The Penalty
Gouverneur Morris

Part 2 out of 5

every which way, the eyes of an invalid, ears of unequal size and
different shapes, that stuck straight out from his head--all the
stampings, in short, of street-birth and gutter-raising. The workman had
an efficient, commanding look, the easy, strong motions of an athlete
trained and proved. Neither in the least resembled the other, yet both
resembled the legless beggar, who in turn resembled Satan after the
fall--and Barbara was inclined to laugh.

"I am so obsessed with one man's face," she thought, "that I see
something of it in all other faces."

"Good-morning, Harry." It was the beggar's voice, cool, and perhaps a
little insolent.

"Good-morning, Blizzard." The young man nodded curtly and turned to
Barbara. "Do you wish all the knobs changed?"


Without another word, the young man knelt at the door by which he had
entered and began with the aid of a long screw-driver to remove its
ancient lock of japanned iron and coarse white china.

"What's the best news with you, Harry?"

The young man did not look up from his work. "That the water'll soon be
warm enough for swimming," he said.

To Barbara that answer seemed pleasantly indicative of a healthy nature
and a healthy mind.

"It's a curious thing," observed the beggar, "how many more people drown
themselves when the water is nice and warm than when it is cold and
inhospitable. And yet it's in the cold months that the most people
receive visits from despair."

Bubbles looked up, wondering. In his experience the legless beggar had
no manner of language different from that of the streets to which he
belonged. But now he spoke as Miss Barbara spoke, only, perhaps we may
be permitted so to express it, very much more so.

Barbara turned to the beggar. "I haven't paid you."

But he retreated in smiling protest, picked up his hand-organ, and slung
it across his shoulders. "The door, Bubbles."

Bubbles sprang to let the beggar out.

"To-morrow," said Barbara, "at the same time. Good-by, and thank you."

"Good-by, and thank _you_," said Blizzard.

Bubbles followed him to the head of the stairs and watched, not without
admiration, the astounding ease of the legless one's rapid descent.

Harry, the workman, having disengaged the old japanned lock from the
door, rose to his feet, and turned to Barbara with a certain quiet
eagerness. "Look here," he said, "it's none of my business, but I know,
and you don't. That man," he waved the screw-driver toward the door by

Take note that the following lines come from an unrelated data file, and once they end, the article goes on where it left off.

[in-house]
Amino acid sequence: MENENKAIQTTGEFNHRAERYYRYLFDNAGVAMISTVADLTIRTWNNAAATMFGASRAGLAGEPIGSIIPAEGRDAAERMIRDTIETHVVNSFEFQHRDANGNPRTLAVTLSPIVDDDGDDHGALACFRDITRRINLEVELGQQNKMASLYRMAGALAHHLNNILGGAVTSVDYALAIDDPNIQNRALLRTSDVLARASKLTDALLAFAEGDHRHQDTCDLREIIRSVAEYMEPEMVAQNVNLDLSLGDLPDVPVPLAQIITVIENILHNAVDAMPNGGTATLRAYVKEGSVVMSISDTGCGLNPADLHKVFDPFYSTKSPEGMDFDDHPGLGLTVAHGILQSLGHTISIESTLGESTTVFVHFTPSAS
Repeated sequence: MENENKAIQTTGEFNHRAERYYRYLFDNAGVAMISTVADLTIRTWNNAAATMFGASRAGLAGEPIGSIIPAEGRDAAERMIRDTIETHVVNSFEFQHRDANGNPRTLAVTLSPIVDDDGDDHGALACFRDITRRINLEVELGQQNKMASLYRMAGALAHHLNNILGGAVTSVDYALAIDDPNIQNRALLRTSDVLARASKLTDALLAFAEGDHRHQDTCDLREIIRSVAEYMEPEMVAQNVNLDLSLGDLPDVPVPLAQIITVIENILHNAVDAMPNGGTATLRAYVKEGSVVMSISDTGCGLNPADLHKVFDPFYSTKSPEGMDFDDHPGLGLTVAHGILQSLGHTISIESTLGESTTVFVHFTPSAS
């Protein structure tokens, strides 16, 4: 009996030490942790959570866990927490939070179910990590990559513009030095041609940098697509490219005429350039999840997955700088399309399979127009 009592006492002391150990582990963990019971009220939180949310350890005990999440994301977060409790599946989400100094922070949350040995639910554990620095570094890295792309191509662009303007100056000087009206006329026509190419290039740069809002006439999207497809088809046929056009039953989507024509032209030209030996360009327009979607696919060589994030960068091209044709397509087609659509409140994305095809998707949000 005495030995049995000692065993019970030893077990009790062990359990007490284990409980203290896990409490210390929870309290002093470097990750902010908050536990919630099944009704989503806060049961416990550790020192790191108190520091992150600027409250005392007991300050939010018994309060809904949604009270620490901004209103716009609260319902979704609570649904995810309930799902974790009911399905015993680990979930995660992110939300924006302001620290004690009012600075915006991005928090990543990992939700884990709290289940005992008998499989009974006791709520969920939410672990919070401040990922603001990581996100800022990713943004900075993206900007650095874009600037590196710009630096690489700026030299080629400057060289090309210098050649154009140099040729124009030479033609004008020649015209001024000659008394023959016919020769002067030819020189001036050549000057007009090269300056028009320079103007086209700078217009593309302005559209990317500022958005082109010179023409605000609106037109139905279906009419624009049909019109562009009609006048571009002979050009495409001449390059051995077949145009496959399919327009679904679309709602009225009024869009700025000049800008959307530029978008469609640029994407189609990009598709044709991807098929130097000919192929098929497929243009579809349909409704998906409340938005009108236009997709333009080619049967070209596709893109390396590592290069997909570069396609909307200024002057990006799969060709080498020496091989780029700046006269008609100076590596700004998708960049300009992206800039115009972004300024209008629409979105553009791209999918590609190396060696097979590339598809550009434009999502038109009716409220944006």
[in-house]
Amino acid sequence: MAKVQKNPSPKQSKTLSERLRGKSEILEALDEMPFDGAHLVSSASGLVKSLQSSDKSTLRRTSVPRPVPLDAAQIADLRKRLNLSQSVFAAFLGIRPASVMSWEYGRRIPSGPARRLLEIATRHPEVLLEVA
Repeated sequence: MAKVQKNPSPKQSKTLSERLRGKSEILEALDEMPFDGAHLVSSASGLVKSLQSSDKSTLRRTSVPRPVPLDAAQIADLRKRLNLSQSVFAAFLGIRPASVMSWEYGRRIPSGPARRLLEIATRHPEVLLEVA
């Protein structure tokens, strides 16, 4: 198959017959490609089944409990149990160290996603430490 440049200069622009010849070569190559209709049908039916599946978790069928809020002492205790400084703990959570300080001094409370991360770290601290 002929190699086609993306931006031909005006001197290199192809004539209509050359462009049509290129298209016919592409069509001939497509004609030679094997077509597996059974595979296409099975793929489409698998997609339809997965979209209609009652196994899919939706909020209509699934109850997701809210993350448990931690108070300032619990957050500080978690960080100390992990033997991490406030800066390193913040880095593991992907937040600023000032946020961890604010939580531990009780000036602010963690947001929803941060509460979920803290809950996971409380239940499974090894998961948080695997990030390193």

which Blizzard had departed, "is poison. There's nothing he'd stop
at. Nothing."

"Quite so," said Barbara coldly; "and, as you say, it's hardly anybody's
affair but mine."

The workman was good-nature personified. "If you _must_ go on with him,"
he said, "haven't you a big brother or somebody with nothing better to
do than drop in, and," his eyes sought the clay head of Blizzard, "watch
the good work go on?" He stepped closer to the head, and examined it
with real interest. "It _is_ good work," he said; "it's splendid."

Barbara was mollified. "What," she said, "is so very wrong about poor
Mr. Blizzard?"

"Oh," said the young man, "we know a great deal about him, and we are
trying very hard to gather the proofs."


"I'm a very little wheel in the machinery of the secret service."

"I _knew_," said Barbara, "the moment I saw you that you weren't _only_
a locksmith or a carpenter. Does Mr. Blizzard know what you are?"

"He can't prove it, unless you tell him."

"I sha'n't do that."

"How often will he have to pose for you?"

"Heaven only knows. But I think"--and she looked the young man in the
face, and smiled, for his face had charmed her--"I think that if ever I
finish with Mr. Blizzard, I shall ask you to be my next model."

The admiration with which the young man regarded Barbara was no less
frankly and openly expressed than was hers for him. "Until this moment,"
he said, "I have never understood the eager desire which some people
have to sit for their portraits. Whenever _you_ say."

She laughed. "And the new door-knobs?"

"Just because a man belongs to the secret service," returned the youth,
"is no reason why he shouldn't attempt once in a while to do something
really useful."

And he knelt once more and took up his work where he had left off.
Barbara stood by and watched him at it. "I would like to do his hands,
too," she thought, "when I can get round to it." They were very strong,
square, able hands. She found herself wishing to touch them. And since
this was a wish that she had never experienced for any other pair of
hands, she wondered at herself with a frank and childish wonder.

"Your taxi, Miss Barbara."

"Thank you, Bubbles."

She slipped out of her overall, and with swift touches adjusted her hat
at a small mirror. The secret-service agent once more rose from
his knees.

"Good-by," said Barbara, "and thank you, and don't forget."

"Never," said he.

She shook hands with him, and his firm strong clasp, literally
swallowing her own little hand, was immensely pleasant to her and of a
fine friendliness.

"Good-by, Bubbles. See you in the morning."

"Good-by, Miss Barbara."

She was gone. The man resumed his work. The boy watched.



"Was I right?"


[Illustration: Harry, the workman, ... rose to his feet, and turned to
Barbara with a certain quiet eagerness]

"A wonder--or not?"

"A wonder."



"You won't leave Blizzard up to me all alone, will you? Not _now_, you

"No, Bubbles, not now. Whenever he's posing in this room, you and I
won't be far off."

"Because," said Bubbles, smiling with relief, "I'd do my best, but if it
came to a show-down with _him_ there ain't a thing I _could_ do."

"One time or another," said Harry, "we'll _get_ him. You and I will."

"I betcher," said Bubbles.

And in his little peaked face there was much that was threatening to the